- Susan M. Treggiari
English ‘family’ has connotations which have changed during its long history and vary according to context. Biologically, an individual human being is related to parents, through them to ascendants, aunts, uncles, siblings, and cousins, and may, by sexual intercourse with someone of the opposite sex, in turn become a parent, linked by blood to descendants. Blood relations for Romans were cognati, the strongest ties normally being with parents and children and the siblings with whom an individual grew up. Relationship established through the sexual tie of marriage was adfinitas; kin by marriage were adfines (in strict usage from engagement until dissolution of the marriage). Law initially stressed blood relationship through males: agnati (father's other children, father's siblings, father's brothers' children, a man's own children, etc. ) inherited on intestacy. By entering manus (marital power), a married woman came into the same agnate group as husband and children; if she did not, her legal ties and rights were with her natal family.
The group under the power of a paterfamilias (see patria potestas), whether or not they lived under the same roof, was sharply distinguished; there might be other living agnates outside this group. Agnatic forebears were present in family consciousness as recipients of ritual, as imagines (portraits) in an aristocratic house, and as links between the living. For the Romans, familia could originally mean the patrimony; its more normal usages were to describe
those in the power of a paterfamilias, kin, or slaves, or
all the agnates who had been in such power, or
a lineage, like the Julian house, or
a group or household of slaves (Ulpian, Dig. 50. 16. 195. 1–4).
A lineage in the broadest possible sense, a group allegedly descended from a common mythical ancestor, was gens; its members shared a middle name (nomen gentilicium), e.g. Tullius/a, as members of an agnatic familia might share a last name (cognomen), e.g. Cicero. (The class of those sharing a gentilicium extended to newly enfranchised citizens, slaves, and their descendants: see names, personal, roman.) Domus, besides meaning the building in which someone lived (home or residence: see houses, italian), covers
the household of free, slave, and freed persons and
a broader kinship group including cognates (e.g. the imperial ‘family’ or dynasty, domus Caesarum).
Increasingly, descent in the female line (maternum genus) came to be valued in sentiment, appraisal of status, and inheritance practices.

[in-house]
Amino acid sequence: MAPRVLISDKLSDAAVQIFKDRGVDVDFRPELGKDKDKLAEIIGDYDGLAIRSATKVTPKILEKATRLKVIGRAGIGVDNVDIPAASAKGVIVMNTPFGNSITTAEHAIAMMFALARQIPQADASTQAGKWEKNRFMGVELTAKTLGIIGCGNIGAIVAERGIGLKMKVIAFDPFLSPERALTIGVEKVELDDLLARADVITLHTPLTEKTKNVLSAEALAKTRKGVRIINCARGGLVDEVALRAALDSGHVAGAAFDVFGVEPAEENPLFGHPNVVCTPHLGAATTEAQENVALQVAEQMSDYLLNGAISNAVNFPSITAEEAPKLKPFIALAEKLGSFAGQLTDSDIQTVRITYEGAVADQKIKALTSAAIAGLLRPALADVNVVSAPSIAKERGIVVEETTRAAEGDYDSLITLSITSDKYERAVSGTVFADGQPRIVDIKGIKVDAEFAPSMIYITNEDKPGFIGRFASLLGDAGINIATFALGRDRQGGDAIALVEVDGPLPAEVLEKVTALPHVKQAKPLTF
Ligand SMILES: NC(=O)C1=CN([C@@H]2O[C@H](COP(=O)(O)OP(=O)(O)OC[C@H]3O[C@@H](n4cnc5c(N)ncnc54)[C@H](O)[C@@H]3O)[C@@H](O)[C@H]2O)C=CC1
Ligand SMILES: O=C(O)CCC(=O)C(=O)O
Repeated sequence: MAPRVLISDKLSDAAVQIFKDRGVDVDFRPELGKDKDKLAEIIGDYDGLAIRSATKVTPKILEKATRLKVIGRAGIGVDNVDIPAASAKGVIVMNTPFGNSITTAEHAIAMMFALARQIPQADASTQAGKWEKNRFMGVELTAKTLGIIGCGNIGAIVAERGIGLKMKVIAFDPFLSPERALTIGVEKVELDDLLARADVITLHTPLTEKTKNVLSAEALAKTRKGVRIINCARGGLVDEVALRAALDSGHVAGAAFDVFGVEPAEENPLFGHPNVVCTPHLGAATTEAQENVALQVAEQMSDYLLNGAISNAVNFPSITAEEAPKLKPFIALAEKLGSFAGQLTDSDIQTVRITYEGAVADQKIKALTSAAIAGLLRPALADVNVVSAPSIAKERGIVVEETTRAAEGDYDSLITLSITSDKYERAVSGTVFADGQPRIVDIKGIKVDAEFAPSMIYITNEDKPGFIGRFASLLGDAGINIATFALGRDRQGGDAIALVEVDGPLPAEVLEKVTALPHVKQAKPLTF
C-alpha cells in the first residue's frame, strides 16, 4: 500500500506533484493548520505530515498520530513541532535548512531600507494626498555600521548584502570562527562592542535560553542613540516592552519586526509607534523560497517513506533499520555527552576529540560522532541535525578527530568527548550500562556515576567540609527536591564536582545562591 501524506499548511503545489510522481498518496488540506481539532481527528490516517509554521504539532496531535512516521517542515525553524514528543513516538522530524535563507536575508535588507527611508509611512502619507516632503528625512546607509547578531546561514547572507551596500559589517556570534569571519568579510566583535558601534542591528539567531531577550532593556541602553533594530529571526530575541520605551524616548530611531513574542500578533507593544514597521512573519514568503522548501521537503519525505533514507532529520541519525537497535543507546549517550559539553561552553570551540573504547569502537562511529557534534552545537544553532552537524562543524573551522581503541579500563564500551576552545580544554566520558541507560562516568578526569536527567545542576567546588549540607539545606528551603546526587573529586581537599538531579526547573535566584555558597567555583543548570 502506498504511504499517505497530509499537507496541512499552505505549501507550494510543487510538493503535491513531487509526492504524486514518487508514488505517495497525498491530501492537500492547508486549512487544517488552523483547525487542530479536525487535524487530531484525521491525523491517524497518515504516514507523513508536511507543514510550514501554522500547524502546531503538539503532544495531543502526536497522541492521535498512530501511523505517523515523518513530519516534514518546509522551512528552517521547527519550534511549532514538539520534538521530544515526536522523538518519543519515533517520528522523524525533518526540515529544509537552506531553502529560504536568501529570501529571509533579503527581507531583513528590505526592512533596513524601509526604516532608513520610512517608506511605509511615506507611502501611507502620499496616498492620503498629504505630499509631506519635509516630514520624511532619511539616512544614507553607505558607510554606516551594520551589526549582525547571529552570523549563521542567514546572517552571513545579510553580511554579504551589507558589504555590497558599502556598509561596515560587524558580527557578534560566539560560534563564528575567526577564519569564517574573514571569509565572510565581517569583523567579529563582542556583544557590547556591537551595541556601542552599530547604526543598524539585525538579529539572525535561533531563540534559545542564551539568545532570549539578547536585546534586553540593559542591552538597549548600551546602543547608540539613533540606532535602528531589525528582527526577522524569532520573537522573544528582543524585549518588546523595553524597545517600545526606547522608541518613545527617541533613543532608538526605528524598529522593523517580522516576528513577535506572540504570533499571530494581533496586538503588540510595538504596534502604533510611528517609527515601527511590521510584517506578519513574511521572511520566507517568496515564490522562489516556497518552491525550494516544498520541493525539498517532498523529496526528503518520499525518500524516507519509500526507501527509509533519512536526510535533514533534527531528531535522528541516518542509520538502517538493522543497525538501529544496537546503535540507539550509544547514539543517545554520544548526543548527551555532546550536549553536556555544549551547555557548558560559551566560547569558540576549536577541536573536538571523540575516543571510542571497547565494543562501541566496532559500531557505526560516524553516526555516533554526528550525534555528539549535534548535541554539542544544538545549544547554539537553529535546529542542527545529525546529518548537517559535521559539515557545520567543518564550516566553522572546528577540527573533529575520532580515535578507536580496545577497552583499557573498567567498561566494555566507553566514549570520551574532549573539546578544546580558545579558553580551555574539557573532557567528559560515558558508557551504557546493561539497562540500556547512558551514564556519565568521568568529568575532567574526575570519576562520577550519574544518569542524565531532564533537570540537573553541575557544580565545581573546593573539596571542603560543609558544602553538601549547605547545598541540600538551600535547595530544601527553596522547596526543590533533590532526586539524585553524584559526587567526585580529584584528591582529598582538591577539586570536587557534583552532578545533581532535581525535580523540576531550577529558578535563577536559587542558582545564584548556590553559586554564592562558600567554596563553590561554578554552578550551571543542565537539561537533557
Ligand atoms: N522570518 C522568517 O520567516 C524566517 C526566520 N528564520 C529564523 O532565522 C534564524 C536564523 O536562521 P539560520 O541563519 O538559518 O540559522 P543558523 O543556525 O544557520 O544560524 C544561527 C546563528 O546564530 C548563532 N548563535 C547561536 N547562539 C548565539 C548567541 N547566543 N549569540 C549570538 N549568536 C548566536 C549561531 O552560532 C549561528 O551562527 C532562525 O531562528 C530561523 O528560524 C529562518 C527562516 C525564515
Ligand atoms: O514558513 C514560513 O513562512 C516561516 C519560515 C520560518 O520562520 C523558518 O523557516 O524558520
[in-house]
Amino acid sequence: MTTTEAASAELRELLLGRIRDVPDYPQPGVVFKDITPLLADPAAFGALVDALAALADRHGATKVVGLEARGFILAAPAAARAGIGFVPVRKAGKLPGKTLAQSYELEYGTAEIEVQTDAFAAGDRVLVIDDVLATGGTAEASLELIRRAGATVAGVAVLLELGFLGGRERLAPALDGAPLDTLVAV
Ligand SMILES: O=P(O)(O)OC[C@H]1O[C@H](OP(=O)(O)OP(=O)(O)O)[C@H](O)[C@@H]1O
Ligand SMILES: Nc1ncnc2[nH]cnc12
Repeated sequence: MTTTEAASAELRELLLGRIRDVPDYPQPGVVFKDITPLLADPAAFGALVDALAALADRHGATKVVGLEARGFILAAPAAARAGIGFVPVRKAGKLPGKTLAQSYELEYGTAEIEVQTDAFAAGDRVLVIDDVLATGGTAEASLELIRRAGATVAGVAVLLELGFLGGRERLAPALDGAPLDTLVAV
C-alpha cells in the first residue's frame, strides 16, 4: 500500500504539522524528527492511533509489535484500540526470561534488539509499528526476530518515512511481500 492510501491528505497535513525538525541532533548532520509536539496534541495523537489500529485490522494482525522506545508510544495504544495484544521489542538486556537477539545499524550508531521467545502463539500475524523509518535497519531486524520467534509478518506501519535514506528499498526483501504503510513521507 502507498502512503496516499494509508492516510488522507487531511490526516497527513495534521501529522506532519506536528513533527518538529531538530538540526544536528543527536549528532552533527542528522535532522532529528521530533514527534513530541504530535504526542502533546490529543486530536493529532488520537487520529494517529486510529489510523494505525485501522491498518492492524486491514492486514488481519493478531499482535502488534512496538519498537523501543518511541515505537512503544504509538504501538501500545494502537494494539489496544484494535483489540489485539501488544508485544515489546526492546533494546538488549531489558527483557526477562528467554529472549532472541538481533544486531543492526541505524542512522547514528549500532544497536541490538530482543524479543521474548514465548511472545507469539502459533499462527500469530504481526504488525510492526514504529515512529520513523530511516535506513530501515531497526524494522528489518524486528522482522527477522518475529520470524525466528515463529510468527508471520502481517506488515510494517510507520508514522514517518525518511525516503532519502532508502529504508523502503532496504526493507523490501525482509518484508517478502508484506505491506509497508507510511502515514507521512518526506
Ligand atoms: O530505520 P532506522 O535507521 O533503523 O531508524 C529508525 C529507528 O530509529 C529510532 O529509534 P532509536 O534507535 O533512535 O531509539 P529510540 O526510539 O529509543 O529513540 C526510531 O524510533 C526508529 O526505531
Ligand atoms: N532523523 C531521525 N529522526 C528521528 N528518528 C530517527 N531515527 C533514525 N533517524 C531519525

The nuclear family is described, in relation to its male head, as consisting of wife and children (uxor liberique). Similarly a list of those closest to a particular individual would be drawn up to suit various contexts: Cicero for instance in writing to his brother Quintus at an emotional moment might stress his brother, his daughter, his own son, his nephew (his only surviving close kin), his wife (QFr. 1. 3. 3). In relation to an individual, the kin or affines who count change with the phases of life and accidents of survival. The evidence of epitaphs illustrates close family ties as they existed at the time of commemoration: the person(s) who pay for a monument may do so out of love, duty as kin, or duty as beneficiary/ies. Where the commemorator is specified we get a glimpse of how the family operated, as we do from juristic sources, e.g. on dowry or succession, or literary sources, which chiefly reflect the expectations and practice of the upper classes. Although ties with remoter relations by blood or marriage are acknowledged when they exist, emphasis is normally on the nuclear family (one's wife/husband and children, or parents and siblings). In the absence of these, as for soldiers debarred from legal marriage or ex-slaves who theoretically had no parents and in practice might have been prevented from forming a family, comrades or fellow freedmen/women (conliberti/ae) might form a substitute family.
- B. Rawson (ed.), The Family in Ancient Rome (1986).
- B. Rawson, Marriage, Divorce and Children in Ancient Rome (1991).
- K. Bradley, Discovering the Roman Family: Studies in Roman Social History (1991).
- S. Dixon, The Roman Family (1992).
- C. Fayer, La familia romana (1994– ).
- R. P. Saller, Patriarchy, Property and Death in the Roman Family (1994), ch. 4.
- B. Rawson and P. Weaver (eds.), The Roman Family in Italy (1997).
- M. George (ed.), The Roman Family in the Empire (2005).